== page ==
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What investors need to know about participating in non-US Securities cases

TripCheongBroadridgeWith the growing number of global collective redress mechanisms for investors to recoup investment losses, participation in non-US-litigation actions requires specific considerations, making it important for investors to have the full picture before they make a decision.

By Trip Chong, Director, Business Development, Broadridge

What are the opportunities for investors outside of the US?
To put this into context, the US continues to be the jurisdiction with the largest number of securities class action litigation cases and settlements. For this reason, filing eligible claims in US class action settlements is an important part of recovering investment losses. However, if an investor is not considering collective actions outside of the US, they may be missing other potential recovery opportunities.

It is important for an investor to recognise there may be more than one avenue for redress. For example, a single issuer with securities listed on multiple exchanges, may result in opportunities for the investor to also recover on those exchanges. The Petrobras case is a good example of this – the US offered two separate settlement processes but there were also opportunities in the Netherlands and Brazil. Ensuring an investor has the full picture of all recovery routes is a good starting point for considering participation and whether a case warrants further investigation.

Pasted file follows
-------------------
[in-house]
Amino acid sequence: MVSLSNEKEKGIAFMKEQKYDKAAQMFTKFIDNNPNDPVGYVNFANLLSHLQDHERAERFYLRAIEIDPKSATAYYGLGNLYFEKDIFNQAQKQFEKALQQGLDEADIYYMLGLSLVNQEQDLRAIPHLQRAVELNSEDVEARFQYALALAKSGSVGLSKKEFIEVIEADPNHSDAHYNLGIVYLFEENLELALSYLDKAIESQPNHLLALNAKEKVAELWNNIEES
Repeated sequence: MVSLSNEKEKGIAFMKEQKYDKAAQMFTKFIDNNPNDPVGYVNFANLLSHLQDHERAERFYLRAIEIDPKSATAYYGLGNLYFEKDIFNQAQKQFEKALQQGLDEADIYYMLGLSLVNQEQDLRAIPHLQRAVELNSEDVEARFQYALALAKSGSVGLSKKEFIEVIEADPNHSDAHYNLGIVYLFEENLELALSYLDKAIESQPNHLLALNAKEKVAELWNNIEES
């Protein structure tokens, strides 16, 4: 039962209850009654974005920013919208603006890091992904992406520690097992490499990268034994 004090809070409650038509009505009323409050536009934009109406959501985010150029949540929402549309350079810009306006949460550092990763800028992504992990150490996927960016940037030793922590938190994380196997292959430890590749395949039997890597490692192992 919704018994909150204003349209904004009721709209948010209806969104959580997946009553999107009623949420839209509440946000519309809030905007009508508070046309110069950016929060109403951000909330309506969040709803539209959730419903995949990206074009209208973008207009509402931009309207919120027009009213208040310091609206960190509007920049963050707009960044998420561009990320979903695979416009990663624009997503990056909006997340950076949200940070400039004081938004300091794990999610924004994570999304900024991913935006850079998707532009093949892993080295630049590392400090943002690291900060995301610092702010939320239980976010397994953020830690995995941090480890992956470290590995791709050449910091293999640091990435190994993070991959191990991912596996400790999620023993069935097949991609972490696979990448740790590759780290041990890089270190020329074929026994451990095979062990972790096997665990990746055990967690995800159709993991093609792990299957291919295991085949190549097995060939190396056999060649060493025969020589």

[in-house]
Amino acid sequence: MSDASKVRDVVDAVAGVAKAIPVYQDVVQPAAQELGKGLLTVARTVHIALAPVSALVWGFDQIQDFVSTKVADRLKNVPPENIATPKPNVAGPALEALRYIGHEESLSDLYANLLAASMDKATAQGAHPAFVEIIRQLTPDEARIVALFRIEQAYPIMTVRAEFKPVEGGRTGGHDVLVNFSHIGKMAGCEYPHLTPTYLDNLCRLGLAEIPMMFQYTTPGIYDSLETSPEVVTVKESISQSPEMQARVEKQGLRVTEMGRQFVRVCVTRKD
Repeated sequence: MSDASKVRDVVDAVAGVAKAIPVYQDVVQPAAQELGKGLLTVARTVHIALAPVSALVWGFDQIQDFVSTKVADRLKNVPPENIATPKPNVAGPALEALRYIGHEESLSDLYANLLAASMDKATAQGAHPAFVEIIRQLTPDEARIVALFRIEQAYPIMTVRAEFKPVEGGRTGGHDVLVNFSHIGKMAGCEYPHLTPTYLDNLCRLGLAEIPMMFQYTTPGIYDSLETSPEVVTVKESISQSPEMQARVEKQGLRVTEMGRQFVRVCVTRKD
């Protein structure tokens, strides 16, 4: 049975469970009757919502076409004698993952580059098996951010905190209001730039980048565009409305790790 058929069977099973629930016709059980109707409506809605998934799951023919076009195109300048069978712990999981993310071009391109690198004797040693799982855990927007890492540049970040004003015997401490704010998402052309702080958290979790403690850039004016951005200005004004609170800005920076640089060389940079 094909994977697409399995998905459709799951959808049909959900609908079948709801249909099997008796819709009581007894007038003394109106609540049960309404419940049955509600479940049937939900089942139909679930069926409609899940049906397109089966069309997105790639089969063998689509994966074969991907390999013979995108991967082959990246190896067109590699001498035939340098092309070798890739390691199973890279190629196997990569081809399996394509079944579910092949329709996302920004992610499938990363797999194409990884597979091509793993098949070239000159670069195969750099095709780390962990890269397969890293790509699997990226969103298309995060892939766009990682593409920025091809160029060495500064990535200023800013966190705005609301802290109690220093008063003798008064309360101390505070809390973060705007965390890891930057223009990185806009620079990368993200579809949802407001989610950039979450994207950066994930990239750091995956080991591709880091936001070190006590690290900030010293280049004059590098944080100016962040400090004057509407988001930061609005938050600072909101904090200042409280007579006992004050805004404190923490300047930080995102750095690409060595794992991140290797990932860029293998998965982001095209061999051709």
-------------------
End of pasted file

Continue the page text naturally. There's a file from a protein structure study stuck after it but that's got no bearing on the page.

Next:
At Broadridge, we monitor all jurisdictions where there is a collective mechanism in place and are seeing around 30-40 cases globally, that are either investigated or filed in any given year. With that, the key jurisdictions where we are seeing participation from our clients are Canada, Australia, the Netherlands, Germany, and the UK. Recent legislative developments in these jurisdictions and others, including new laws that require countries to have some group litigation mechanism, promoting increased participation by investors, will open further channels for investment loss recovery. We expect further growth in jurisdictions specifically in the Asia-Pacific countries in the future, therefore understanding the legal and practical procedures of each of these jurisdictions is vital in any investor’s decision-making process.

How should an investor decide where and when to participate outside of the US?
The globalization of investment means that investors are now more likely to be impacted by laws in other jurisdictions, so investors will ultimately be guided by their portfolio investments. Having the ability to monitor those jurisdictions where you are invested is essential and this will usually be driven by internal policy – is there a process in place to be able to consider these potential actions? Many investors, whilst comfortable to participate in US class action settlements may decide to monitor potential non-US actions at arm’s length.